'Extra £450m funding' for police in England and Wales

'Extra £450m funding' for police in England and Wales

Council taxpayers will fund much of a police cash boost of up to £450 million under a financial settlement unveiled on Tuesday.

Along with a cash grant from the government, this could mean an extra £2.9 million will be put into Warwickshire Police in 2018/19.

Police and crime commissioners will also be given the green light to raise local precept contributions by up to £1 a month for a typical household.

Together, this will mean force budgets will increase by up to £270 million nationally.

Although funding for police was protected in the 2015 spending review, police and crime commissioners have been expressing concern about increased demands on officers.

Policing minister Nick Hurd announced the Government would provide each PCC with the same amount of core Government grant funding in 2018/19 as in 2017/18, but crucially it has given flexibility to each PCC to increase by up to £12 annually the Band D council tax people pay locally.

Since then, I've spoken with every police force in England and Wales. It's important that frontline policing resources are available and focussed on tackling crime, to keep our town a safe and welcoming place to visit.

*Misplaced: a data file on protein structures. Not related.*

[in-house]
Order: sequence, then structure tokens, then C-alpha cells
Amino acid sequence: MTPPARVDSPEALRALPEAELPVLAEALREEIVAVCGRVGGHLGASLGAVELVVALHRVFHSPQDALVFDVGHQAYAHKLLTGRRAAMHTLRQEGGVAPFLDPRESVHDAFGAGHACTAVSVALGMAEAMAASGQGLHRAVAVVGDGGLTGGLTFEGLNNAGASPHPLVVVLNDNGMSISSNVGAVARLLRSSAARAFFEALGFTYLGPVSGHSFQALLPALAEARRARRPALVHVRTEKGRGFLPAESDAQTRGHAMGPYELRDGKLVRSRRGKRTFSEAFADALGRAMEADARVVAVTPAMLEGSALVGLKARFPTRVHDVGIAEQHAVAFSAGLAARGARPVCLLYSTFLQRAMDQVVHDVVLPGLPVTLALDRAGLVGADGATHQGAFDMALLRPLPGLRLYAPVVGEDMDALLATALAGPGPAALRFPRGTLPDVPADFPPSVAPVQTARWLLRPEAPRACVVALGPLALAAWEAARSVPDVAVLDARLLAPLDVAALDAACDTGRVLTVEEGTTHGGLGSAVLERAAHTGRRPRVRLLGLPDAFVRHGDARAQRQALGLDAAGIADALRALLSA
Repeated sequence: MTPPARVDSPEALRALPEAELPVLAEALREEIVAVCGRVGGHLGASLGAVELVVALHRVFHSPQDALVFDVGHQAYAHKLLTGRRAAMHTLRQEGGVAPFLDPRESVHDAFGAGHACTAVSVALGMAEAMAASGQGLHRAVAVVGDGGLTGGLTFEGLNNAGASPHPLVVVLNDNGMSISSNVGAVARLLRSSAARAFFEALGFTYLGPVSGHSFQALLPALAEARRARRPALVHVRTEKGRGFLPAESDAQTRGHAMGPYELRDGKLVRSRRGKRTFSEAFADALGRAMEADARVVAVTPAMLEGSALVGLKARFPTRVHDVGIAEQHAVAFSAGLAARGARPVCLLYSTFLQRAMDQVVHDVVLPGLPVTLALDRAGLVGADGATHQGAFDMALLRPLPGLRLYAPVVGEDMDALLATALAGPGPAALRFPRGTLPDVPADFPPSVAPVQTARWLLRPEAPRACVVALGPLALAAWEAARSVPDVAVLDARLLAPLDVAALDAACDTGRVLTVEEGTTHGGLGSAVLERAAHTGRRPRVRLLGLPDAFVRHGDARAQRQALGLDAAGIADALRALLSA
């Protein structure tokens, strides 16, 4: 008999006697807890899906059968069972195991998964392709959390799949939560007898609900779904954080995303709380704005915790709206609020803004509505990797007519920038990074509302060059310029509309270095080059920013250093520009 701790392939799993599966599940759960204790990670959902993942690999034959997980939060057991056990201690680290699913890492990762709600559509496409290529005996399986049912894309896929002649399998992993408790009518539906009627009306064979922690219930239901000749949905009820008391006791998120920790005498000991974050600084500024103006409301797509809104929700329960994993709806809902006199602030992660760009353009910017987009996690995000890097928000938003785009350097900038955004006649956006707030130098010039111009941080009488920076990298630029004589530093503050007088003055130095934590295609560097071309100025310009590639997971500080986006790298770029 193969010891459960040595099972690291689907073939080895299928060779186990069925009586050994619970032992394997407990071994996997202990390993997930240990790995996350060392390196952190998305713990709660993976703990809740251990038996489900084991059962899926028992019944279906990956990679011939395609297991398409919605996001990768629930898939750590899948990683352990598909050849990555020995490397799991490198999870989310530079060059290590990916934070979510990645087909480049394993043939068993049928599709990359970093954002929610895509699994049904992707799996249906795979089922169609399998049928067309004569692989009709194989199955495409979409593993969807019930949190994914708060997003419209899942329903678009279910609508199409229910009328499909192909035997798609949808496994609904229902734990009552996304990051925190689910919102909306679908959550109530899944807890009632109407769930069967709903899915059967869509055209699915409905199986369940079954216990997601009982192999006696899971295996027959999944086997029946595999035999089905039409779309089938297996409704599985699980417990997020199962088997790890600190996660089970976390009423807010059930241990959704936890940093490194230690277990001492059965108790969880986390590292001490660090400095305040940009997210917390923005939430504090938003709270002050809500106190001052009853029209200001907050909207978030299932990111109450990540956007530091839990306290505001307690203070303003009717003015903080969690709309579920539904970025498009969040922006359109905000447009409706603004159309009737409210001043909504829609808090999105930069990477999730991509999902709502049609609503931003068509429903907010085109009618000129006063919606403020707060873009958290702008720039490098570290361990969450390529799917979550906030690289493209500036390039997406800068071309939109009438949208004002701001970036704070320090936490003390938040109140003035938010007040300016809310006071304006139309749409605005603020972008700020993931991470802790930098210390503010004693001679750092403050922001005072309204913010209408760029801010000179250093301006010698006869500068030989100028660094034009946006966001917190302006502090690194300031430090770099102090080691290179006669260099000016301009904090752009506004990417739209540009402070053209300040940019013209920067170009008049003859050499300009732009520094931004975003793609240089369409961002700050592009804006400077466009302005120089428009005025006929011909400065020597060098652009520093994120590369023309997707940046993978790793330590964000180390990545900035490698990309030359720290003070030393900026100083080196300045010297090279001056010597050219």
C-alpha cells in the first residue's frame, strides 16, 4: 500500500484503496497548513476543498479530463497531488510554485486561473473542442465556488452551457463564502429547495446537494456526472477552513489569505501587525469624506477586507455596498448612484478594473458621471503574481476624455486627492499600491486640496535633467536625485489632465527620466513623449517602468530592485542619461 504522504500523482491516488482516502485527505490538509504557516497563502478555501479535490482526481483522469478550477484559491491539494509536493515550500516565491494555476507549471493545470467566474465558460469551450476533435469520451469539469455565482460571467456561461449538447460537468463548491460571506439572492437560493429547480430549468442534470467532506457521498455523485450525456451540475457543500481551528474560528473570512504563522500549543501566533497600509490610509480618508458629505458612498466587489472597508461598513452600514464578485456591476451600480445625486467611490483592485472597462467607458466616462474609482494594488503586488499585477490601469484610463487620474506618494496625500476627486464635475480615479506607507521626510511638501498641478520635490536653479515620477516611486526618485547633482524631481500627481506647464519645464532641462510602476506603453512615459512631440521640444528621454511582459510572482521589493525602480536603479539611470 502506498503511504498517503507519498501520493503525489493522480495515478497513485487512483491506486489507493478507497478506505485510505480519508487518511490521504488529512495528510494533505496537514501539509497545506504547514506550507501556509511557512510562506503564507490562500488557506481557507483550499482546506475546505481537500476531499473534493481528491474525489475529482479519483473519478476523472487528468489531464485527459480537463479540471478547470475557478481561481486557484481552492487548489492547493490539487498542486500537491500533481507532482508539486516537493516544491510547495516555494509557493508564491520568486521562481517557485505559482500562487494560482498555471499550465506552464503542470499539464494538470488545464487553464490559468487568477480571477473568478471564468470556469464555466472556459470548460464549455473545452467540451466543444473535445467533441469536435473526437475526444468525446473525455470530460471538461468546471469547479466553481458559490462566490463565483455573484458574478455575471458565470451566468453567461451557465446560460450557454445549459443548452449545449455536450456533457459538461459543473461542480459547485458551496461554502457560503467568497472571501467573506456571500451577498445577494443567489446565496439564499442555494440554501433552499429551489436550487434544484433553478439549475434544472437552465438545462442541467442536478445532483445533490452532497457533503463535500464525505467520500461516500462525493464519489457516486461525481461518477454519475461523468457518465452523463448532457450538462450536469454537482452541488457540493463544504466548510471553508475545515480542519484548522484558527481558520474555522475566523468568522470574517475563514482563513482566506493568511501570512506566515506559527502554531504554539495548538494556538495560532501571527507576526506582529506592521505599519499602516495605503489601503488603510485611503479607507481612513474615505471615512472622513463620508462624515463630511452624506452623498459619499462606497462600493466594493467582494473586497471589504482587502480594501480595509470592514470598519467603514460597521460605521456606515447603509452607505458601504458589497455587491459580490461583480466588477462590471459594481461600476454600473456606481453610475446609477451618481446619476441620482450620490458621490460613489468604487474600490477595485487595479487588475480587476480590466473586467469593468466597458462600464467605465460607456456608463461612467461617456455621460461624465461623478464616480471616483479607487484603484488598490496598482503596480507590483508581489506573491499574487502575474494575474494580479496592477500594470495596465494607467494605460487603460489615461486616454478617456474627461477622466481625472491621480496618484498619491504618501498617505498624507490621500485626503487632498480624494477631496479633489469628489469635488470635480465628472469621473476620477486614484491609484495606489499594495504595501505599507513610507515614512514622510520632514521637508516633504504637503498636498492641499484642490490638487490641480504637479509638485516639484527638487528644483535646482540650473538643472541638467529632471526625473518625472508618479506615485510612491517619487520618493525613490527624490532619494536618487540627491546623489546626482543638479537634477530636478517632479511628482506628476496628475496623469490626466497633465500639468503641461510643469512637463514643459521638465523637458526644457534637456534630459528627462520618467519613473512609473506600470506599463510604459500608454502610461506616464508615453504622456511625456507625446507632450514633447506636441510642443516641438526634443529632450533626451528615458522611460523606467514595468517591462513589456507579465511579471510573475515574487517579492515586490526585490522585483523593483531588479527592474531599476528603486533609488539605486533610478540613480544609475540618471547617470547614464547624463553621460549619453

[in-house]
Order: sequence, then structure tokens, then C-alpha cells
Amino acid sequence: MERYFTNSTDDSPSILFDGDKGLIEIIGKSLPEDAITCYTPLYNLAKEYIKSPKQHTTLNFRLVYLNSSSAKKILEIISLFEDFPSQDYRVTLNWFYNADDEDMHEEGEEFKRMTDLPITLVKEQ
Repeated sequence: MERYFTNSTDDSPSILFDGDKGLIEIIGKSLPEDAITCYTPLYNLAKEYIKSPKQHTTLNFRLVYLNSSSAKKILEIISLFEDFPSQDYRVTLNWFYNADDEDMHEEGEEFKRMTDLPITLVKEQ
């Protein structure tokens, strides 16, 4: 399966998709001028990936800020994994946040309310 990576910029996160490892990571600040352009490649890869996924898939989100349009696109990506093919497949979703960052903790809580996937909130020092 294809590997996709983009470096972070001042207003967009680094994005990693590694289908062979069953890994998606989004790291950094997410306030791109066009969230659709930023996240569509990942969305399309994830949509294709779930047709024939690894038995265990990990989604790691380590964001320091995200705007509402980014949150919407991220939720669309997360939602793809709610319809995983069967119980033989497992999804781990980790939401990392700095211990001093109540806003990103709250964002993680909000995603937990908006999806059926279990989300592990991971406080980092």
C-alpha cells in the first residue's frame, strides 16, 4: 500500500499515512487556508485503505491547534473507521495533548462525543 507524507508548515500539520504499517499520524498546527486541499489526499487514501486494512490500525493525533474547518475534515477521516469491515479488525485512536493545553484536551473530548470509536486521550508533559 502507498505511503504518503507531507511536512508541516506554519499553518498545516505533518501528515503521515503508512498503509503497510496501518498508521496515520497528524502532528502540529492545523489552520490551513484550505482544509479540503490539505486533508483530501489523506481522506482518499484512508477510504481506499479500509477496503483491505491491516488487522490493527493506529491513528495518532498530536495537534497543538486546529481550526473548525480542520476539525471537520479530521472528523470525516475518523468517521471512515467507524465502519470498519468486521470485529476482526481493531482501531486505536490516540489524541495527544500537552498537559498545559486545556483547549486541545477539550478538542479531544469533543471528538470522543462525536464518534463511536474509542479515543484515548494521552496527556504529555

She said: "Taxpayers will invest more money in forces because the work our officers do to protect us is absolutely vital, and we recognise demand is changing".

With inflation at its highest for years and increasing pressures on a service which has seen Lancashire lose 800 officers and more than 400 police staff, the Government knows this means commissioners will need to raise council tax to even maintain the service residents need and deserve.

"For too long embracing digital and increasing productivity have been tomorrow's policing problems - now they are today's necessities".

'In Staffordshire, whatever decision I make, the financial challenges are still significant and there will be no let-up in the work we've been doing with police and others over the past few years to make it more cost effective and better value for money.

In a statement, the Home Office said the settlement for 2018-19 came after Policing Minister Nick Hurd spoke to all 43 forces about the issues they face.

Shadow home secretary Diane Abbott questioned whether the settlement would "really enable police forces to meet the challenge and the reality of modern policing".

It's part of a £270m increase to forces across the country.



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